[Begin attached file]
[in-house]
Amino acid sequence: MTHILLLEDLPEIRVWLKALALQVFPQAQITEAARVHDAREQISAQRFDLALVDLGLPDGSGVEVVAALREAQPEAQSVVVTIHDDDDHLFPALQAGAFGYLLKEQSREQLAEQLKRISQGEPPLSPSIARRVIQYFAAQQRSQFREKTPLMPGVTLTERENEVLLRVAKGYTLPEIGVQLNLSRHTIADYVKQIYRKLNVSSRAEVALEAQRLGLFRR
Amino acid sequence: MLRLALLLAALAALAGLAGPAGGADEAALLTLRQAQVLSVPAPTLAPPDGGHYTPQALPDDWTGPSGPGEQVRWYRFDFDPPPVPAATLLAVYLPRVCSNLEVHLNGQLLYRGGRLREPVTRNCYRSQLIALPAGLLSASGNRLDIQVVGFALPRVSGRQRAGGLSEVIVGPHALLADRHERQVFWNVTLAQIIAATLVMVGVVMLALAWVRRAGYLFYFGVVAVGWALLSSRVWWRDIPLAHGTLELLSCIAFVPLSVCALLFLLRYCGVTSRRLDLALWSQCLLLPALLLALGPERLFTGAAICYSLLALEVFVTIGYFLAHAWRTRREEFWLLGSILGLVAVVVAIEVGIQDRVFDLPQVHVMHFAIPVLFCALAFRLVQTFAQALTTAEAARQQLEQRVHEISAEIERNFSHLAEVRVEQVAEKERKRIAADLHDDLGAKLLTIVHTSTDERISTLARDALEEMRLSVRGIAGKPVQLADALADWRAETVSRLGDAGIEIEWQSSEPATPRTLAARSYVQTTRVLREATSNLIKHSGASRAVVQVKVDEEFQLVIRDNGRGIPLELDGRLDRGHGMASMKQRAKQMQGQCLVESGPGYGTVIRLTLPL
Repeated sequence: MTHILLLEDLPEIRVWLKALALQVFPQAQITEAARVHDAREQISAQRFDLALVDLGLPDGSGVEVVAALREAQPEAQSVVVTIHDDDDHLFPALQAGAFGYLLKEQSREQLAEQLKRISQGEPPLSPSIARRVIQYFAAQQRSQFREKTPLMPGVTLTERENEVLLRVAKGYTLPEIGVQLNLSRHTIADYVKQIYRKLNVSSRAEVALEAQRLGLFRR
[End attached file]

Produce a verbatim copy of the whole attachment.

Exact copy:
[in-house]
Amino acid sequence: MTHILLLEDLPEIRVWLKALALQVFPQAQITEAARVHDAREQISAQRFDLALVDLGLPDGSGVEVVAALREAQPEAQSVVVTIHDDDDHLFPALQAGAFGYLLKEQSREQLAEQLKRISQGEPPLSPSIARRVIQYFAAQQRSQFREKTPLMPGVTLTERENEVLLRVAKGYTLPEIGVQLNLSRHTIADYVKQIYRKLNVSSRAEVALEAQRLGLFRR
Amino acid sequence: MLRLALLLAALAALAGLAGPAGGADEAALLTLRQAQVLSVPAPTLAPPDGGHYTPQALPDDWTGPSGPGEQVRWYRFDFDPPPVPAATLLAVYLPRVCSNLEVHLNGQLLYRGGRLREPVTRNCYRSQLIALPAGLLSASGNRLDIQVVGFALPRVSGRQRAGGLSEVIVGPHALLADRHERQVFWNVTLAQIIAATLVMVGVVMLALAWVRRAGYLFYFGVVAVGWALLSSRVWWRDIPLAHGTLELLSCIAFVPLSVCALLFLLRYCGVTSRRLDLALWSQCLLLPALLLALGPERLFTGAAICYSLLALEVFVTIGYFLAHAWRTRREEFWLLGSILGLVAVVVAIEVGIQDRVFDLPQVHVMHFAIPVLFCALAFRLVQTFAQALTTAEAARQQLEQRVHEISAEIERNFSHLAEVRVEQVAEKERKRIAADLHDDLGAKLLTIVHTSTDERISTLARDALEEMRLSVRGIAGKPVQLADALADWRAETVSRLGDAGIEIEWQSSEPATPRTLAARSYVQTTRVLREATSNLIKHSGASRAVVQVKVDEEFQLVIRDNGRGIPLELDGRLDRGHGMASMKQRAKQMQGQCLVESGPGYGTVIRLTLPL
Repeated sequence: MTHILLLEDLPEIRVWLKALALQVFPQAQITEAARVHDAREQISAQRFDLALVDLGLPDGSGVEVVAALREAQPEAQSVVVTIHDDDDHLFPALQAGAFGYLLKEQSREQLAEQLKRISQGEPPLSPSIARRVIQYFAAQQRSQFREKTPLMPGVTLTERENEVLLRVAKGYTLPEIGVQLNLSRHTIADYVKQIYRKLNVSSRAEVALEAQRLGLFRR